Minister of Public Security Gilad Erdan held a special press conference on Thursday in which he presented a comprehensive change in enforcement policy against marijuana users.
Erdan presented the changes that will affect users holding up to 15 grams of the still illegal substance under the banner of "moving to responsible decriminalization."
"On the one hand we are not giving up the option for criminal enforcement," said Erdan, "but on the other we are moving the focus and weight of our policy to education and treatment."
According to the new policy, first time offenders will be fined by an amount which has yet to be determined and will not receive a criminal record. Second time offenders will be fined twice that amount and will also not receive a criminal record. Third time offenders will only receive a criminal record if the police deem it necessary (in accordance with the new conditional agreement), and if so will also have their driver's and firearms licenses revoked. Fourth time offenders will be indicted according to police assessments.
Regarding minors, first time offenders will be referred for treatment, second time offenders will be handled in accordance with the new conditional agreement law, and third time offenders and onwards will be indicted according to police recommendation.
According to Erdan, he intends to present the new initiative to the government, who needs to authorize it – a process he claims will take about three months.
Erdan states that there are amendments to be made and a new process for conditional agreement case closing procedure for recreational cannabis usage is in order. In addition, a new system for fine collection by the police will be established, so the money will be properly transferred to education and treatment of cannabis users.
They will also look for a technological solution and granting police authority for enforcing against driving under the influence. Erdan also clarified that he still stands firmly against growing cannabis and that in that respect the law will stay as it is.
"We want to continue to educate youth that drugs are harmful," he said, "but on the other hand the police are not equipped to deal with the damages of drug use. For example, they don't have a way to enforce against driving under the influence, and so every policy change must be made thoroughly and comprehensively," Erdan said.
"If data shows that in spite of criminal enforcement there is no reduction in the number of cannabis users, than we must examine if and how we can remove the criminal component either fully or partially," he continued
“This subject is not something that I am willing to handle negligently or irresponsibly, without first understanding what changing our current policy could lead to. The legitimization of drug use and the numbers of users only increased. It is also a subject that gained much exposure in recent years. Cannabis has seen use as a pain killer and I respect the importance and support a way in which a patients' suffering can be eased," he added.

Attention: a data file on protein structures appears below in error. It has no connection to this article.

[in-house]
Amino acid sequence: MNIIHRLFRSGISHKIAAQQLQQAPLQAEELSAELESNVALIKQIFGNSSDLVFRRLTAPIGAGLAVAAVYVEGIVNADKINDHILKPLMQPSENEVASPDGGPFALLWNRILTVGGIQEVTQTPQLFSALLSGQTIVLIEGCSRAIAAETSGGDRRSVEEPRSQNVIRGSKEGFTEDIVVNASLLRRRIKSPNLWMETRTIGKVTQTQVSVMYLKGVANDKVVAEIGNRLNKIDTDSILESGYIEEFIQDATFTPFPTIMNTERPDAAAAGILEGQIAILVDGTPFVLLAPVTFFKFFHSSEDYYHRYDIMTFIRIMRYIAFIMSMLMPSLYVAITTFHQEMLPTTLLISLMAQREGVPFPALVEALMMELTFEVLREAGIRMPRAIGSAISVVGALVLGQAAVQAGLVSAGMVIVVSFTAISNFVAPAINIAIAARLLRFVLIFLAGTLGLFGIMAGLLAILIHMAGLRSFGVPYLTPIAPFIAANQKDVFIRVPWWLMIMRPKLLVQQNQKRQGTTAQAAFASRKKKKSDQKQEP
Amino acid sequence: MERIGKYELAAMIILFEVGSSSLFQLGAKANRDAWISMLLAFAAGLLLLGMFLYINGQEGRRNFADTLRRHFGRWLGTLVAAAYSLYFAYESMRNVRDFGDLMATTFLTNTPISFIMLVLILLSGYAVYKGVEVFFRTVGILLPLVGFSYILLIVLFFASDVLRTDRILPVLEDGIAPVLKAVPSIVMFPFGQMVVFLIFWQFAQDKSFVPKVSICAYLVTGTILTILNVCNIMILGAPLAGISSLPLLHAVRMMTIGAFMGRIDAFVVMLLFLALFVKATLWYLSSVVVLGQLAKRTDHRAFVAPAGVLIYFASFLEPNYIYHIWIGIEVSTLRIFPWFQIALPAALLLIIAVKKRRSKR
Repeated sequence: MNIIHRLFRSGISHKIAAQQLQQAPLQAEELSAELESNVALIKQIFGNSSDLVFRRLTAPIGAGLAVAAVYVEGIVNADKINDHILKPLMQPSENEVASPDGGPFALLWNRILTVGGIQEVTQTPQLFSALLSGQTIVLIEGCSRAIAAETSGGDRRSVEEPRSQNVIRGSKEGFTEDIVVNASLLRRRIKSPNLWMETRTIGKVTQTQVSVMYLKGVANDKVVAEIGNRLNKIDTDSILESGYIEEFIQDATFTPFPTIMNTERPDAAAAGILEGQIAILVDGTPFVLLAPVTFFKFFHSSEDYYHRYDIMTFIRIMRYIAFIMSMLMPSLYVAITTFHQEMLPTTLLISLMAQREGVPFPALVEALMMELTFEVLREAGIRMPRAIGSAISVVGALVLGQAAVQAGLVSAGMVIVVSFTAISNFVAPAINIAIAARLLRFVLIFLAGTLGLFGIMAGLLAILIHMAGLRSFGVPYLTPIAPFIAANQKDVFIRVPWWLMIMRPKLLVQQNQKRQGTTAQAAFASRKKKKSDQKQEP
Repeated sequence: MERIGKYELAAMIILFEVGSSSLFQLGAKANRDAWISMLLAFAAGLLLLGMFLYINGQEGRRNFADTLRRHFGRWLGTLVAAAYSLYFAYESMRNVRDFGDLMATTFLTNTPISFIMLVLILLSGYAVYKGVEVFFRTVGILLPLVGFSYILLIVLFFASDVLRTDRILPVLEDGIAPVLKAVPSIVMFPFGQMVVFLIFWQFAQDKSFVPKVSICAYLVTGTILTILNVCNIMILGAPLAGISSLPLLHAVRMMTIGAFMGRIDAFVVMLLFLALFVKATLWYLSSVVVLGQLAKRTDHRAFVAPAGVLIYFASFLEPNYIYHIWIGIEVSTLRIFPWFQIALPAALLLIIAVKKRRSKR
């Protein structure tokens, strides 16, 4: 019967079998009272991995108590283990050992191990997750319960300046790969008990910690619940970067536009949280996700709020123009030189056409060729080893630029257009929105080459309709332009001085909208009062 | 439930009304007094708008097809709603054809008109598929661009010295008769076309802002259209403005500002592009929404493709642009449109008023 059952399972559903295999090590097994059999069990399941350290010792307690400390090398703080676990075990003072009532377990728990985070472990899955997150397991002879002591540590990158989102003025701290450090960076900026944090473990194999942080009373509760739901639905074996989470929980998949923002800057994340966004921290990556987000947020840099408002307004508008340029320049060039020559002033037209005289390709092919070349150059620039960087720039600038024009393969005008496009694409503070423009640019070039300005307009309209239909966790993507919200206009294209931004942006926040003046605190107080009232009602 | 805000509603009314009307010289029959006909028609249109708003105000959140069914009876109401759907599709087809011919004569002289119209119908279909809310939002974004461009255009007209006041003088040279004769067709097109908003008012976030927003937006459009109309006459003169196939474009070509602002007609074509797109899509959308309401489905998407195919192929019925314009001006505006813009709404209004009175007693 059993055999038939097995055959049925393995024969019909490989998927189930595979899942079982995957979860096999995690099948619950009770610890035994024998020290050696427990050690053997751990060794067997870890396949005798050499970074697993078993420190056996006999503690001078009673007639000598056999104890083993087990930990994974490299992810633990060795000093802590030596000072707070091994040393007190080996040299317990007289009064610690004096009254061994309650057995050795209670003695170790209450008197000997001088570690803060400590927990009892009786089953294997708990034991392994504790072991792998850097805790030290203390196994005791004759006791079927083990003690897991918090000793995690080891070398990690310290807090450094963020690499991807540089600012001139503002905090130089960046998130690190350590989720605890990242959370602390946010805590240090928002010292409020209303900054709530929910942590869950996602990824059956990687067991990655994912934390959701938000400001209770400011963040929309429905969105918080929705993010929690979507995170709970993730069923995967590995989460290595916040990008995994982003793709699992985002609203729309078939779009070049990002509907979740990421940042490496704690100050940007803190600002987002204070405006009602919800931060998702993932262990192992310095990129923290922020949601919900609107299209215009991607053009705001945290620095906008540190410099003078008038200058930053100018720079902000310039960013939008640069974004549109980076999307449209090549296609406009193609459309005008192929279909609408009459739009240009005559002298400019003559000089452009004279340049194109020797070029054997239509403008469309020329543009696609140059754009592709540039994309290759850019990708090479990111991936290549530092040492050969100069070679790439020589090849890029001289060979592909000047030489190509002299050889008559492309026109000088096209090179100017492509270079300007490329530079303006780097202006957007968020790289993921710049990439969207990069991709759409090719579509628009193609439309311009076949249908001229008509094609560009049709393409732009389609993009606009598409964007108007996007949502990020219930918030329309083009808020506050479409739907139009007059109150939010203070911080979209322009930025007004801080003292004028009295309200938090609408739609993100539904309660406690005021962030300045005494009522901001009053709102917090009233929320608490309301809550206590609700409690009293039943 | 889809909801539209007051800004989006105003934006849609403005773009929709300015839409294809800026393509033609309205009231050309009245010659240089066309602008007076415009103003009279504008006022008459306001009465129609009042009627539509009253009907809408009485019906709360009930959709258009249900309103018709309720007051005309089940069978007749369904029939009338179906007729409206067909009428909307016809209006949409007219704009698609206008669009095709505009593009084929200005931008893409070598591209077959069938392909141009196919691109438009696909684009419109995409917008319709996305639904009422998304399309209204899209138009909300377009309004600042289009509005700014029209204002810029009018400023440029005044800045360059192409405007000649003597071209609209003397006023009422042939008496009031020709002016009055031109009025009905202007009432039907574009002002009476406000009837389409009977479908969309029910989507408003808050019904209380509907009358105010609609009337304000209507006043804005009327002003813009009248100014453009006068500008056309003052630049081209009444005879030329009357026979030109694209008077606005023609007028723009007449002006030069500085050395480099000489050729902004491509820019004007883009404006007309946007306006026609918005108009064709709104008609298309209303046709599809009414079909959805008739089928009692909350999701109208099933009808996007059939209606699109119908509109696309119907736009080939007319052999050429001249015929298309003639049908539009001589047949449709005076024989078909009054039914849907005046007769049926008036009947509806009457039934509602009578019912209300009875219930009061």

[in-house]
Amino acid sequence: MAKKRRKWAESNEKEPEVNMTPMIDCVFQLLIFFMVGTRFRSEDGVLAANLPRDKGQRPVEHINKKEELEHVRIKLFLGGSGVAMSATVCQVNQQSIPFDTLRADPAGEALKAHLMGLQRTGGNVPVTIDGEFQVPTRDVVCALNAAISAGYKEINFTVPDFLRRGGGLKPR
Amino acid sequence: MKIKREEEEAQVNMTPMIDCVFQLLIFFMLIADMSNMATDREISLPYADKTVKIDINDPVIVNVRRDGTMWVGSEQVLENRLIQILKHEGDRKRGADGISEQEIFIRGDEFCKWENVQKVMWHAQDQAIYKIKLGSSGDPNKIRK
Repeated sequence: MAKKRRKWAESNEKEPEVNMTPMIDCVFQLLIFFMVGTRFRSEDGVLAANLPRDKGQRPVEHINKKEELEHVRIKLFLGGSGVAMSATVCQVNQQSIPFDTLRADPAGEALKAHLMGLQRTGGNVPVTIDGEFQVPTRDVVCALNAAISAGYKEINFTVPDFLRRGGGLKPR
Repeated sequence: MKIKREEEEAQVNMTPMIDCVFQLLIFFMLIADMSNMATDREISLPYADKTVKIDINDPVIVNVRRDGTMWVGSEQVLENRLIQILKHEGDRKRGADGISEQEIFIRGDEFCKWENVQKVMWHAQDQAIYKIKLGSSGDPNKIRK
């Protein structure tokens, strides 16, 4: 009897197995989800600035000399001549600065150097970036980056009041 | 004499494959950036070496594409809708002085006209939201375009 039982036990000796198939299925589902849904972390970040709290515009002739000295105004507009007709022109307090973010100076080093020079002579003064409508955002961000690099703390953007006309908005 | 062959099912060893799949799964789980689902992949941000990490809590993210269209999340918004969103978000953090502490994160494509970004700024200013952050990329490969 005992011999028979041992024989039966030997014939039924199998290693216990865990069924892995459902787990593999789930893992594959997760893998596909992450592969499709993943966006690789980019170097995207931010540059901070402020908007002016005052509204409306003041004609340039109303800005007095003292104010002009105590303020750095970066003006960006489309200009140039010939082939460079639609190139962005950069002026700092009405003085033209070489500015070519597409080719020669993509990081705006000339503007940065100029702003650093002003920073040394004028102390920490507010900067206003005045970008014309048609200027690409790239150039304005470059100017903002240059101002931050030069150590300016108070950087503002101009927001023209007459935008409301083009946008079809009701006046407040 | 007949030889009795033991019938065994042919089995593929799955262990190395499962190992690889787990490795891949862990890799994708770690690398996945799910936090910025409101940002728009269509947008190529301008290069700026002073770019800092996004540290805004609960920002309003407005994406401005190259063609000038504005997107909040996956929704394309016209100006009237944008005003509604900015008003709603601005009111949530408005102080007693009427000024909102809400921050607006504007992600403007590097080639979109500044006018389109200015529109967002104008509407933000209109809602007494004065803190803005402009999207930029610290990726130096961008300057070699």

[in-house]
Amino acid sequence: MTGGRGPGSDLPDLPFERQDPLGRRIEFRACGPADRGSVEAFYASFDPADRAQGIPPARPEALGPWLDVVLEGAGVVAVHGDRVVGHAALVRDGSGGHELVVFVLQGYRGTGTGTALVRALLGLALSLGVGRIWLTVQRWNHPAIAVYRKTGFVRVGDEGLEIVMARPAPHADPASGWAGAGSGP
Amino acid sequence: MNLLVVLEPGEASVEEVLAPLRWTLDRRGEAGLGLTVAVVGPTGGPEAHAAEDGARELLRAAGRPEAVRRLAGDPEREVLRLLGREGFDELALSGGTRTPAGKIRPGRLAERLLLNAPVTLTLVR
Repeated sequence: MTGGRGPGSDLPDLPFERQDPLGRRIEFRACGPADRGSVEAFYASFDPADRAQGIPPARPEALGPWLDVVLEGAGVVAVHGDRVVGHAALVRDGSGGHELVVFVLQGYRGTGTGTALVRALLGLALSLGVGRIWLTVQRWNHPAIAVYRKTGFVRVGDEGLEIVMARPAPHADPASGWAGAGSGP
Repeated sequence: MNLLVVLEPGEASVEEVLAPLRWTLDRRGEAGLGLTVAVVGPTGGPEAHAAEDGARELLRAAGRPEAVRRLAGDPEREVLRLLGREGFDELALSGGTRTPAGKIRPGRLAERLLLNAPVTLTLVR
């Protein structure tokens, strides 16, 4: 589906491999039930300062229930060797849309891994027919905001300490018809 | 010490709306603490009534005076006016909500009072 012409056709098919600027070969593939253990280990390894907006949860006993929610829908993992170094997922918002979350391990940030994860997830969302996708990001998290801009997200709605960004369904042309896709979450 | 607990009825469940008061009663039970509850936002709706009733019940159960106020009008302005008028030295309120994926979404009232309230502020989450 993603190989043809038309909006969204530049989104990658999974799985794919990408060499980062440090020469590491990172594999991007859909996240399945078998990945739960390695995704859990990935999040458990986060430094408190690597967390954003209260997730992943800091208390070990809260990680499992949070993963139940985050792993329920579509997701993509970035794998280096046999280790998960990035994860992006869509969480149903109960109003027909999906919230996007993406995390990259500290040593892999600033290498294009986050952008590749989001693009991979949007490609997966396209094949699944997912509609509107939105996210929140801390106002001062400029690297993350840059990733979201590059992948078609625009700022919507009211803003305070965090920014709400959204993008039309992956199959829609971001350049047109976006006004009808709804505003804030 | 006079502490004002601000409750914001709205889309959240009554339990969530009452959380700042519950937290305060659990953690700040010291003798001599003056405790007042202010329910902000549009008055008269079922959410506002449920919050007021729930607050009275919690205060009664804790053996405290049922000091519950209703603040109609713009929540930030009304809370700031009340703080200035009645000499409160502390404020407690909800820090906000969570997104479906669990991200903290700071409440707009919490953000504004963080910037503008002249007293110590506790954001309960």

Erdan emphasized that "in spite of my aggressive stance, over the years I met normal people who have no criminal background, whose chances to succeed in life were negatively affected by having a criminal record due to recreational cannabis use. This led me to the conclusion that I must rethink my stance and Israel's policy on the matter."
The conference was started by Director General of the Ministry of Public Security Rotem Peleg, who referred to the committees’ conclusions. "The team was unequivocally convinced that cannabis use has dangerous effects – both mentally and socially. The majority of people that presented in front of the committee testified that using this substance is dangerous" said Peleg, adding "however, we have seen the use of cannabis grow in recent years and therefore concluded that we must reexamine our policy."
Knesset Member Tamar Zandberg (Meretz), Chairwoman of the Committee on Drug and Alcohol Abuse, welcomed the new policy. "This is a correct and brave decision by Erdan, (a decision) whose time has come. Israel is falling into line with logic, justice and, most countries around the world. The policy change by Erdan, who was one of the staunchest opposers (of decriminalization), proves that a public battle that is right and persistent can also triumph," she said.
"Erdan was attentive to the discussions held by the committee I head and by the public for years, and made the necessary move." Zandberg continued. "This is a big step forward, and the committee I head will keep following and assisting the amendments and policy changes and will continue leading a progressive discourse on the subject."
The committee included, representatives from the ministry of public security, ministry of justice, the anti drug authority, and experts in the field, among others. Recently they have consolidated and presented their opinions on the matter to Gilad Erdan and Director General Rotem Peleg.
The committee was established by Erdan to reevaluate enforcement policy, Knesset Member Shiran Haskel (Likud) proposed a bill for cannabis decriminalization. The team examined several enforcement policies towards cannabis users around the world.
In deliberation held by the Committee on Drug and Alcohol Abuse the representatives of the anti drug authority expressed support in Portugal's policy model, wherein self use of 25 grams or less is not handled criminally but by the department of health instead. This spurred a consensus to establish a new policy of decriminalization for users holding only a few grams.